Q. My 4-year-old son bullies his 2-year-old brother. How can I get him to ease up?
-- Eric O'Brien, Minneapolis
A. Bickering among siblings is inevitable. It's usually best for parents to stay out of the squabbles and let kids work out their own solutions. A pattern of constant bullying, however, calls for parental intervention.
"Children play and fight. It's normal," says Nancy Samalin, author of "Loving Each One Best: A Caring and Practical Approach to Raising Siblings" (Bantam, $12.95). "But constant bullying without any signs of bonding -- playing and having fun -- is unusual and unacceptable."
If a child is getting hurt, either physically or emotionally, it's time to step in, break up the fight and figure out what's behind it, experts say.
First, separate the boys for about five minutes so they can cool off. Intervene in a neutral way that doesn't favor one child over the other, Ms. Samalin says. Use a firm, evenhanded approach. Otherwise, the younger child may learn to play the role of the victim in order to get a sibling punished.
"Then the older one feels like you're favoring the little brother, which makes him dislike the child even more," says Ms. Samalin, who has been running workshops for parents for more than 20 years.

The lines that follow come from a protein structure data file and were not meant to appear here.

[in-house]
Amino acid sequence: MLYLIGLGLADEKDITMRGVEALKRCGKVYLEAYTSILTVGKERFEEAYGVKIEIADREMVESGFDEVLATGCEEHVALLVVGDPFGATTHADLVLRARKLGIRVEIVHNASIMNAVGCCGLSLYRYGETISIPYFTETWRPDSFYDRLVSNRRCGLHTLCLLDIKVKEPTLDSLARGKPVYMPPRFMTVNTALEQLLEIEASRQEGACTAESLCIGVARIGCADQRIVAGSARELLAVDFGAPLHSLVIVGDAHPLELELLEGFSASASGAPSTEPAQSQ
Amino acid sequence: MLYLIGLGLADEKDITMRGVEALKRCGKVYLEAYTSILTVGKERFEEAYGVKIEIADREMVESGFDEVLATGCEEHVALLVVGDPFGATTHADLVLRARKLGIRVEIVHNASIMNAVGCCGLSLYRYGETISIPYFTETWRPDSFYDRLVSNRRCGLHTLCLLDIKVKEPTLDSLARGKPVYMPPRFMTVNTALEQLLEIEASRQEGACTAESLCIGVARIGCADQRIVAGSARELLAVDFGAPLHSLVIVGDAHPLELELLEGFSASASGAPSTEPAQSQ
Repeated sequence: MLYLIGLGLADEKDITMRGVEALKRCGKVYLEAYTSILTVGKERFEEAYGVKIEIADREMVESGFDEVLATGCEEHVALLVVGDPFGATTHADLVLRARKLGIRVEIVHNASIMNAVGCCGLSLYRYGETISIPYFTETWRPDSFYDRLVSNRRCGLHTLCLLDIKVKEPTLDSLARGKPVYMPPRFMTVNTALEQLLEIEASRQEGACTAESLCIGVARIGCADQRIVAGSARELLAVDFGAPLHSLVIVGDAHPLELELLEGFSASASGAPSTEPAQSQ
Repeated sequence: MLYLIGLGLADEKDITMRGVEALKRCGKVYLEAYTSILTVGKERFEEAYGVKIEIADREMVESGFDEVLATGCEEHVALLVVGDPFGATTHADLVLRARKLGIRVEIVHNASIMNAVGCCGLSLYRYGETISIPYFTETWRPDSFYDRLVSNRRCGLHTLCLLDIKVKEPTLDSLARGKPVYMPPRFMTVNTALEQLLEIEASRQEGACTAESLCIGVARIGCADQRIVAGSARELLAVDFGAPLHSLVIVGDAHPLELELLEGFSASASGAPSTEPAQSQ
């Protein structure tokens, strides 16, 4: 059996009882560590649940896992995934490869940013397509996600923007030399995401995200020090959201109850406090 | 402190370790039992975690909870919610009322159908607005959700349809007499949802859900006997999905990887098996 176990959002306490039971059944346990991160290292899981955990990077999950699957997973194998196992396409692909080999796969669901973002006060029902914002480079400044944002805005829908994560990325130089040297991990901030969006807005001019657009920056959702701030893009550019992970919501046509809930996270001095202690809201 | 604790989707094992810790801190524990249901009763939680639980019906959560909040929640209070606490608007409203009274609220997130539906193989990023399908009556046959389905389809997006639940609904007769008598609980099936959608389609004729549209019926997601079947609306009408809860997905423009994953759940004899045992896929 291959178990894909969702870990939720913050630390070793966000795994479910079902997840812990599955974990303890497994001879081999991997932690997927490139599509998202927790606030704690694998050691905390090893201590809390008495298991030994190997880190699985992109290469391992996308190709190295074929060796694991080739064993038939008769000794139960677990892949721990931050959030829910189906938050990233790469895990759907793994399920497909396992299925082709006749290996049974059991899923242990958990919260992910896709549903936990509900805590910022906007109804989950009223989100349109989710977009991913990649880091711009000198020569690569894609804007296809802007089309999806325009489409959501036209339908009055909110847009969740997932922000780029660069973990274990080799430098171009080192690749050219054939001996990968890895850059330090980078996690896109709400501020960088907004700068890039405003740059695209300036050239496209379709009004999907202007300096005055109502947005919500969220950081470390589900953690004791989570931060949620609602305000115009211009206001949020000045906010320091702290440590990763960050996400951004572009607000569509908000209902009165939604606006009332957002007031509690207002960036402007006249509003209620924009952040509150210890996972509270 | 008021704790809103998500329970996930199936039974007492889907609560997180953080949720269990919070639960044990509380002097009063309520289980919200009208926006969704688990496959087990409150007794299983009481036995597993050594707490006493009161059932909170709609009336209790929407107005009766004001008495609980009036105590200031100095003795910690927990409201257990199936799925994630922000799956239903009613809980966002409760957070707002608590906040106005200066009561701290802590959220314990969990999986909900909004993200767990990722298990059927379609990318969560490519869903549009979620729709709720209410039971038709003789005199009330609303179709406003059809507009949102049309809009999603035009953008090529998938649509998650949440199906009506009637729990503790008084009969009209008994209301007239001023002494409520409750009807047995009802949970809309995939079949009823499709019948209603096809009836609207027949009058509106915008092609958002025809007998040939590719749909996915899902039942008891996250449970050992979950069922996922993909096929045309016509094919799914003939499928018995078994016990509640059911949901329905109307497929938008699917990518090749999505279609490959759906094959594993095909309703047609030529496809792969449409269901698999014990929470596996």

One way a parent can avoid taking sides and foster a safe home is to say to the siblings, "I will not let one child I love hurt another child I love," Ms. Samalin suggests.
"Another one of my favorite phrases is, 'I'm not going to let him hurt you or you hurt him.' "
It's also a good idea to talk to a child about why he's angry, says Lorraine Nadelman, who has taught child psychology for 40 years.
"Don't assume the behavior is unprovoked by the 2-year-old," says Ms. Nadelman, a retired psychology professor at the University of Michigan at Ann Arbor.
An older sibling needs to learn that it's OK to be angry when his brother breaks his toys or tears down his towers, but that it's a definite no-no to hurt him.
Hitting and other hurtful behavior need clear consequences such as a time-out, Ms. Nadelman says.
"You have to defuse the anger by showing the positive aspects of having a sibling," Ms. Nadelman says. "You could say, 'I know your brother is a nuisance now, but he's going to grow and you will be able to play together.' "
One source of the anger may be that the older child doesn't like to share his parents.
"Every first child is an only child for a while," Ms. Samalin says. "Kids don't always feel as welcoming of the second child as the parents do."
When reader Carole Magee of Canton, Ohio, had this same problem, she solved it by spending more one-on-one time with the older child.
"Try giving the 4-year-old a little more attention," Ms. Magee says. "It has worked wonders for my youngest two children."
Ms. Nadelman agrees.
"They really need time alone with the parent to know they're still loved and cherished," she says. "They're being dethroned. It's a big adjustment."
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